No doubt, it shows a great insult of the Holy Quran.
(No. 7) According to Hidaya2, if a man marries his mother’s sister, daughter or any close blood relative purposely and forcibly, he cannot be penalized for it. Obviously, this verdict resembles the customs of Magians (Fire worshippers) and has no connection with Islamic laws.
(No. 8) According to Fatawa Alamgiri and Durr Mukhtar, if a man falsely claims a woman to be his legal wife and produces false witnesses and wins the case and according to the verdict of Islamic judge, he gets that woman, she becomes lawful for him in the sight of Allah and people and that person is not liable for any penalty. In this way, all kinds of properties, mansions, houses, etc. become legal with the help of false testimonies. What a strange verdict! Doubtlessly, such jurisprudence seems to be the greatest source of promoting false claims.
Obviously, all such verdicts are results of analogy and inform about Abu Hanifah’s astounding capability of jurisprudence.
The writer used to be surprised during the period of his ignorance that why there was so much enmity between the Wahhabis and followers of Hanafite faith. Subsequent information showed that the claim of Wahhabis is based on Quran and traditions, whereas Hanafites totally rely upon personal opinion and analogy.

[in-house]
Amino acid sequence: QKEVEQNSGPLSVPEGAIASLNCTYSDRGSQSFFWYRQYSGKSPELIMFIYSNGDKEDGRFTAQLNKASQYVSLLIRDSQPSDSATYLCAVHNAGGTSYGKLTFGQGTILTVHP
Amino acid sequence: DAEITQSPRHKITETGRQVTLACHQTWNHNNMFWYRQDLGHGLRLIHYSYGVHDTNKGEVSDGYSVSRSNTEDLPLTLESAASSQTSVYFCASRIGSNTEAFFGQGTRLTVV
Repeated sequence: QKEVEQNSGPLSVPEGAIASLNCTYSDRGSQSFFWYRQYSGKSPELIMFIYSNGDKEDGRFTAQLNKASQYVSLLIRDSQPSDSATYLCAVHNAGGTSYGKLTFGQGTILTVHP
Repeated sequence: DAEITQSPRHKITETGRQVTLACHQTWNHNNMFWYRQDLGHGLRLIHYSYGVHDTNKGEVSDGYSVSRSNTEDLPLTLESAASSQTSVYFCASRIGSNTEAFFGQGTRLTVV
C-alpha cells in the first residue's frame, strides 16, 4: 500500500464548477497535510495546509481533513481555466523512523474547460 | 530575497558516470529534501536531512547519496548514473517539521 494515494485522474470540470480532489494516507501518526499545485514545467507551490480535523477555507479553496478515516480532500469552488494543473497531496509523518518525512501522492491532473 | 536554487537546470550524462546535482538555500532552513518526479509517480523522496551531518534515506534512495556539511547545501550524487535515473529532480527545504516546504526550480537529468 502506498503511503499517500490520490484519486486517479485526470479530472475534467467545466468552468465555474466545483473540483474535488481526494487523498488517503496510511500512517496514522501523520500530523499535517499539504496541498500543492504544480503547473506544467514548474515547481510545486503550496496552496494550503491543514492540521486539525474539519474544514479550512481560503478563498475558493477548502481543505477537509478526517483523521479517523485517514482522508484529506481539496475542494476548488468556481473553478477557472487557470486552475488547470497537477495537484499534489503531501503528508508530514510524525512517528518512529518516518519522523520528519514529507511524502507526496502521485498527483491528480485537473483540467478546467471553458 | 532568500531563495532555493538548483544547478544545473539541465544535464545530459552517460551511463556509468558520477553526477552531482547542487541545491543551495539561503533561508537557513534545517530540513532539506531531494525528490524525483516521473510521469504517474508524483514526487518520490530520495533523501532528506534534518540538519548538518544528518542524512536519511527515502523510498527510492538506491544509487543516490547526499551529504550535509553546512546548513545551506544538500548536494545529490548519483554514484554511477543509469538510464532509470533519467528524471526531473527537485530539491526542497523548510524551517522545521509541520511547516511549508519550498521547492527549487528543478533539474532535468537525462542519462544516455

Obviously, when a school accords more weightage to personal opinion and analogy, what relation it can have with a sect that relies only on Quran and traditions? Therefore, it is not unexpected from Wahhabis to be aloof from followers of Hanafite religion. But the same thing is not true for Shafei religion, because Imam Shafei did not rely on personal opinion and analogy, unlike Abu Hanifah.
In the opinion of the writer, the religion of Wahhabiya is having more Islamic color than the religion of Hanafites, while Hanafite faith seems to be more than two-third consisting of new incidents and is unrelated to the religion of Prophet Muhammad Mustafa (S).
I stop my pen from writing anymore on the topic and this much would suffice as example. We should know that due to Abu Hanifah’s exercise of personal judgment and analogy, his sect assumed a strange color and seems to be superior to the Shiite, Shafei, Hanbali and Maliki Schools. Such was the innovation of this school that even the two disciples of Abu Hanifah, Abu Yusuf and Imam Muhammad also gave up his leadership in about two-third of the matters and according to Ghazzali, mentioned as in his book, Mankhul, “Abu Hanifah has uprooted the Islamic faith and created his own new school.”
I remain content on this much only, although I have so much more information in this matter that it could be made up into a very detailed book. According to other books, Abu Hanifah relied so much on analogy, because he had very little knowledge of traditions as stated by Ghazzali. Ghazzali has also mentioned that Abu Hanifah did not know about the Islamic law properly. The author will now provide some more information about the faith and jurisprudence of Abu Hanifah.